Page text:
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Communion (1995 Series)

Singing in the Shower

Scheduled for November 30

I am a “shower singer.”  The family knows that the door to the bathroom must be closed when dad is in the shower.  The interesting thing about it:  I think I sound wonderful.  It seems that my shower stall has an excellent tone of voice.  It also has a magnificent sense of rhythm, perfect pitch and of course a wonderful selection of great melodies.  If we could just move that shower stall to the choir loft, we’d never lack for a perfect bass section.

Unfortunately, out of the shower, the facts that I’m partially deaf in one ear, have no real training in music and a voice that is remarkable for the fact that is sounds like none other -- all combine to make the Music Department grateful that I’ve never darkened the choir loft.  Or at least they should be.

 

Shower stall singing holds within it a trap:  it makes you think you can sing.  Singing in the shower is easy;  singing in a trained choir (we are very blessed in that way here) is much more difficult.  It takes practice, training, discipline, and at least a bit of talent.  I am assured that practice, training and discipline are the keys.  Any number of choir members have assured me that they have no talent to sing of.  Instead, they practice, they train, they are self disciplined -- and they sing.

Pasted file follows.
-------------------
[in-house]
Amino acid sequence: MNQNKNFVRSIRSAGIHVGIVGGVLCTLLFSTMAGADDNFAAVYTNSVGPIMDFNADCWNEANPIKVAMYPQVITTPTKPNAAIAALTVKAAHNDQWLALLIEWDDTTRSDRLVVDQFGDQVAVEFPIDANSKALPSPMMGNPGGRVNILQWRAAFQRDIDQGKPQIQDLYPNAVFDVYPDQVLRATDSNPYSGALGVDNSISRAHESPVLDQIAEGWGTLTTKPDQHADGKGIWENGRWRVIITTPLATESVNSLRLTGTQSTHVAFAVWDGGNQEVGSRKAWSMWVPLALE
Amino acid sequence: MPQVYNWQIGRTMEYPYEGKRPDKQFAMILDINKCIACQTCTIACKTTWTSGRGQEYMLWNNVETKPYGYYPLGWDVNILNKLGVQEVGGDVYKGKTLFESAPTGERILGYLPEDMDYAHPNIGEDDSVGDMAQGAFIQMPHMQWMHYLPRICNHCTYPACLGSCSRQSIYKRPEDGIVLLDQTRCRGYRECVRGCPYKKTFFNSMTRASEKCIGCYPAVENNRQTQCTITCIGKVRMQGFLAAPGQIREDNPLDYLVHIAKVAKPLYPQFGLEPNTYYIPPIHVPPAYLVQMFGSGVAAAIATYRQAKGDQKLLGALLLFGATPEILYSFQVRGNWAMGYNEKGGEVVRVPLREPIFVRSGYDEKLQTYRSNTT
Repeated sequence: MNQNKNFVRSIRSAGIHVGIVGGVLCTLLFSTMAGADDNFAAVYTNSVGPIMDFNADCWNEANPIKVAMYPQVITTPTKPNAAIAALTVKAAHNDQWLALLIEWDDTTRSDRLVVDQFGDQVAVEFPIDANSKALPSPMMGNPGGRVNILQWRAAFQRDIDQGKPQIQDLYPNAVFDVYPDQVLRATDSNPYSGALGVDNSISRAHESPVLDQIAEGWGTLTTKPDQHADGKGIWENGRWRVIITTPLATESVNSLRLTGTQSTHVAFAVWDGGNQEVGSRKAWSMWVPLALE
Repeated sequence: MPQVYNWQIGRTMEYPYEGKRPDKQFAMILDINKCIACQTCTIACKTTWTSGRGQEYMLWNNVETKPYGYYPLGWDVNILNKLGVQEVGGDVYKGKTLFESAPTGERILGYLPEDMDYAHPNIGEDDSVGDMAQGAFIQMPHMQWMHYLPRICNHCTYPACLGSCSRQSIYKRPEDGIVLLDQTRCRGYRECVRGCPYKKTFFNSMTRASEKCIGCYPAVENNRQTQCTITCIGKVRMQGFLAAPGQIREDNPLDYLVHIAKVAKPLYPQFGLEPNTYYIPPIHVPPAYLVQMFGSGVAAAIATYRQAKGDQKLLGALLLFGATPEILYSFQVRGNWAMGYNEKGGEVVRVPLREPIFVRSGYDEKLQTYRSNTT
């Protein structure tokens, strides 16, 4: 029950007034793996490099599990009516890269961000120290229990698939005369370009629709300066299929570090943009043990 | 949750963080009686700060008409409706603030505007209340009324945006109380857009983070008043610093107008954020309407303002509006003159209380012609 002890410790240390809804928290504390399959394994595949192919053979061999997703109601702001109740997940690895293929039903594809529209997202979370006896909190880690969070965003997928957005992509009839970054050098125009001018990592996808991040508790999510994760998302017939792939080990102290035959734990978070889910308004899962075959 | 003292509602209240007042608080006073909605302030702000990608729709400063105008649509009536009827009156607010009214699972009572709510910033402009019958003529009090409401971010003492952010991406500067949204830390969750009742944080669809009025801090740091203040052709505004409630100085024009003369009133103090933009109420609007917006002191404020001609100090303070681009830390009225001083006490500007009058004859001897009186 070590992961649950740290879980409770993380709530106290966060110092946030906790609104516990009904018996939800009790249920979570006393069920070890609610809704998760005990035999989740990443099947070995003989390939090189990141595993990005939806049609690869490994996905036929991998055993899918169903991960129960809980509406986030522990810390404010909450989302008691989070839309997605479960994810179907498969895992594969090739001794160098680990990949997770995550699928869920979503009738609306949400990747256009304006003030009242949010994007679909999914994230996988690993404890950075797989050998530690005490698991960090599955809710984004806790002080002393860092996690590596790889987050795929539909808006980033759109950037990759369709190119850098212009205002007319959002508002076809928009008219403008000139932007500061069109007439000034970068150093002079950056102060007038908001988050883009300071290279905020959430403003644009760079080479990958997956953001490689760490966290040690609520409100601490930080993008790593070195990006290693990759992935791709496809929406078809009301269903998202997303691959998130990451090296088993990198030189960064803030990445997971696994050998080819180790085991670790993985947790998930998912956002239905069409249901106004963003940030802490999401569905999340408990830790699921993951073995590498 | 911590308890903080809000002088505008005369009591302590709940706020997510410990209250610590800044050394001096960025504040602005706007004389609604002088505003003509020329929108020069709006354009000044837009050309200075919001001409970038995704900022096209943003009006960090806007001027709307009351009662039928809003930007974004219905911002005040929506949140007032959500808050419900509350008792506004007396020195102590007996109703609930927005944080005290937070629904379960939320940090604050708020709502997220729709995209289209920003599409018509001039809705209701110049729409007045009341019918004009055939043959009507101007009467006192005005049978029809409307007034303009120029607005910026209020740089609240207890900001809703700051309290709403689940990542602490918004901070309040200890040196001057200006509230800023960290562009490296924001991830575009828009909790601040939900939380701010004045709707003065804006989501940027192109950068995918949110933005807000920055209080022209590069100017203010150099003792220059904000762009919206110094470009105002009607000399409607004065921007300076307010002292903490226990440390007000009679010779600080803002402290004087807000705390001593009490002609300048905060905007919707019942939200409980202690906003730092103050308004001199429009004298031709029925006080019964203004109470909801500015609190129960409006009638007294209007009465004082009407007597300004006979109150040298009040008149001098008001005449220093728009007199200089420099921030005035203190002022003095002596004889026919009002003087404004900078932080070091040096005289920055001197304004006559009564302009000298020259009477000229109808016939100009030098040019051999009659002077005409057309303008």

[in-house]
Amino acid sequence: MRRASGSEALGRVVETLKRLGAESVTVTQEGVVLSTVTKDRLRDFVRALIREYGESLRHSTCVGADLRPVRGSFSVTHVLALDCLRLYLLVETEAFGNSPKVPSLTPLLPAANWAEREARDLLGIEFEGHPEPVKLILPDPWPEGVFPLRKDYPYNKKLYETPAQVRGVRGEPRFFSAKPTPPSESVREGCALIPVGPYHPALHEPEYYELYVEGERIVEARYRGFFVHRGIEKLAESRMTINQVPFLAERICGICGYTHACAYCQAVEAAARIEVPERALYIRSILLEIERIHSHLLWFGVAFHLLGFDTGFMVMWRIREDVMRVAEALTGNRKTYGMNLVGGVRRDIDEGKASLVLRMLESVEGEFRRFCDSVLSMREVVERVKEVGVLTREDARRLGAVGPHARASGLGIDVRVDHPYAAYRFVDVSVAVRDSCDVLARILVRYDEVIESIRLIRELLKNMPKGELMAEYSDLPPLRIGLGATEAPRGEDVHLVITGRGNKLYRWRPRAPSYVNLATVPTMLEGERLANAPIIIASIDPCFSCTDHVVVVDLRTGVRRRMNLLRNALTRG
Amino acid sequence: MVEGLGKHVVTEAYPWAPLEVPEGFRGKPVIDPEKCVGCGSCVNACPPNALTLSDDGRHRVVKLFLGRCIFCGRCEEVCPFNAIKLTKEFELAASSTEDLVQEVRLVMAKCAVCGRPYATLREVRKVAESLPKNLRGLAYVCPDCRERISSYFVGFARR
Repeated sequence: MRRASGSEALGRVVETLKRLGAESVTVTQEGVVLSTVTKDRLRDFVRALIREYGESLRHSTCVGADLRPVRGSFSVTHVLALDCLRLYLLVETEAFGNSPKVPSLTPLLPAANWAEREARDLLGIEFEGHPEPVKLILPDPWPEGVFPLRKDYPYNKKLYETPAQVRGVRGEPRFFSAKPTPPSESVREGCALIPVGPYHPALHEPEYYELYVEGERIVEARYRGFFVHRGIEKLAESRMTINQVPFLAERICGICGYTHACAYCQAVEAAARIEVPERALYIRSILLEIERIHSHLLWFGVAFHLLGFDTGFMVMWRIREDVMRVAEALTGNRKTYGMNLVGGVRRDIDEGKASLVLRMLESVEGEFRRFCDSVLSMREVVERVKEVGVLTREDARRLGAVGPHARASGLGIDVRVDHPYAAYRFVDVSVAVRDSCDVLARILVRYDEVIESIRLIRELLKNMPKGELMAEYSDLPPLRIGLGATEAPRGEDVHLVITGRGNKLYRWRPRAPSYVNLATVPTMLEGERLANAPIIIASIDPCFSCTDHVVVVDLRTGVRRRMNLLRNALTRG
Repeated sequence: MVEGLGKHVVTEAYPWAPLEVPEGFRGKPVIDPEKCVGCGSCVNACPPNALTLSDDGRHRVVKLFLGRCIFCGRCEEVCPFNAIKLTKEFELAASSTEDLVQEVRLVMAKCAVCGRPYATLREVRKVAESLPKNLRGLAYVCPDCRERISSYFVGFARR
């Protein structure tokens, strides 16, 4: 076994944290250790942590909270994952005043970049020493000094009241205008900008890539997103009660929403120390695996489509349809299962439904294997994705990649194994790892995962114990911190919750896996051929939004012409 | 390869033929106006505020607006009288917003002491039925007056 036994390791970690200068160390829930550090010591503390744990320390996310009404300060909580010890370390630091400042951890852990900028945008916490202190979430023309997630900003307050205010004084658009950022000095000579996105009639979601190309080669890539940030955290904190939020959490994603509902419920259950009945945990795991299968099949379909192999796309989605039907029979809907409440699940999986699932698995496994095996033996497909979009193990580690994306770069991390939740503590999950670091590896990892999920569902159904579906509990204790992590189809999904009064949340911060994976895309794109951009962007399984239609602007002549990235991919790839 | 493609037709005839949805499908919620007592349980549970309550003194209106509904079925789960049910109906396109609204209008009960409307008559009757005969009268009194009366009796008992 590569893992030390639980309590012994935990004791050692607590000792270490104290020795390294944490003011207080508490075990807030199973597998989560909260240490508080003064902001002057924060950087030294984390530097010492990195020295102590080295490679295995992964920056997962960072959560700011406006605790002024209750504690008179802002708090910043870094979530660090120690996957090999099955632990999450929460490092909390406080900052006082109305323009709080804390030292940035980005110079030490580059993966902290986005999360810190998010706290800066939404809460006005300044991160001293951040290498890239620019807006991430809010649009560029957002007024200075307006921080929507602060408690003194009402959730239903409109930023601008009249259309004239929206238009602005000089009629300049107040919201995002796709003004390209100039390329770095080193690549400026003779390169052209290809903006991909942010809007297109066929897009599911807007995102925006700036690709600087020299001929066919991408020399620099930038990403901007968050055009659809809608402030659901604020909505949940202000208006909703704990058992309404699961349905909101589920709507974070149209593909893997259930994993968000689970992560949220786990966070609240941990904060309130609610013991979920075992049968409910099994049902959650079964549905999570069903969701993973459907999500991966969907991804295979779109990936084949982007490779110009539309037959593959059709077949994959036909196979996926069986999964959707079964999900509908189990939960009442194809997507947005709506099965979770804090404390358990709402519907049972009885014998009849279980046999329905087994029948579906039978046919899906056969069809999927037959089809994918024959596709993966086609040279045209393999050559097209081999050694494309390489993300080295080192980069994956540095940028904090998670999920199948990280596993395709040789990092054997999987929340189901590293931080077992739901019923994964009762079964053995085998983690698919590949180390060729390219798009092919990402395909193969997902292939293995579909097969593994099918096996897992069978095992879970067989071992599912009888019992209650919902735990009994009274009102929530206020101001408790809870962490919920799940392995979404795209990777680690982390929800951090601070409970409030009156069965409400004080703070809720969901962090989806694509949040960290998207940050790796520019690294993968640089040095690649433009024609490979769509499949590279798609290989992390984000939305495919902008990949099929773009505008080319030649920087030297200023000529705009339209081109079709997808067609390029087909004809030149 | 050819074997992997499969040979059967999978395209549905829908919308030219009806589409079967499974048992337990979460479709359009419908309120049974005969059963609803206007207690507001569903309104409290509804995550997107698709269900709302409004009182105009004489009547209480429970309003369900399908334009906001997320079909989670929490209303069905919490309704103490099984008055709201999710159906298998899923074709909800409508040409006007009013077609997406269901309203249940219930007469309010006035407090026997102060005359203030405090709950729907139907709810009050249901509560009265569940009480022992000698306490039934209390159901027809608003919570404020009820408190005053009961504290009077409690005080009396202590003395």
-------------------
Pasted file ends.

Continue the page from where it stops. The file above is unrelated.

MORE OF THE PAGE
At the Lord’s Supper there is a similar trap:  it makes us all think we are good Christians.  The Scripture says the Lord loves the repentant sinner, and in the sanctuary there are plenty of them.  With very little effort, we can fall into the habit of telling the Lord at Communion just what miserable sinners we are -- without, of course, the slightest intention of changing.  We can confess to Him just how difficult it is to repent;  how our evil habits have hold of us.  Indeed, like shower singing, it feels good to “get it off your chest.”  We confess and confess and confess -- but never repent.  Like the shower singer, we sound great in the sanctuary.  We then take part in the ceremony and go away feeling clean.

 

This is a terrible trap.  We have all the emotional blessings of confession, all the catharsis of laying our sins out before God (no one else, of course;  that might make us accountable for changing the way we live).  We rely on the maxim, “God will forgive me -- it’s His hobby.”  If we do this, we are indeed in the Devil’s grip.  Communion was never meant to be a tranquilizer, but an antibiotic against evil.

The Scripture shows us the cure:

(James 5:16 NIV)  Therefore confess your sins to each other and pray for each other so that you may be healed. The prayer of a righteous man is powerful and effective.


If you come to the Lord’s Supper only to feel clean, you will get what you came for -- and no more.  Come instead for repentance;  claim your brother’s aid;  confess your sins and pray for each other -- and be healed.

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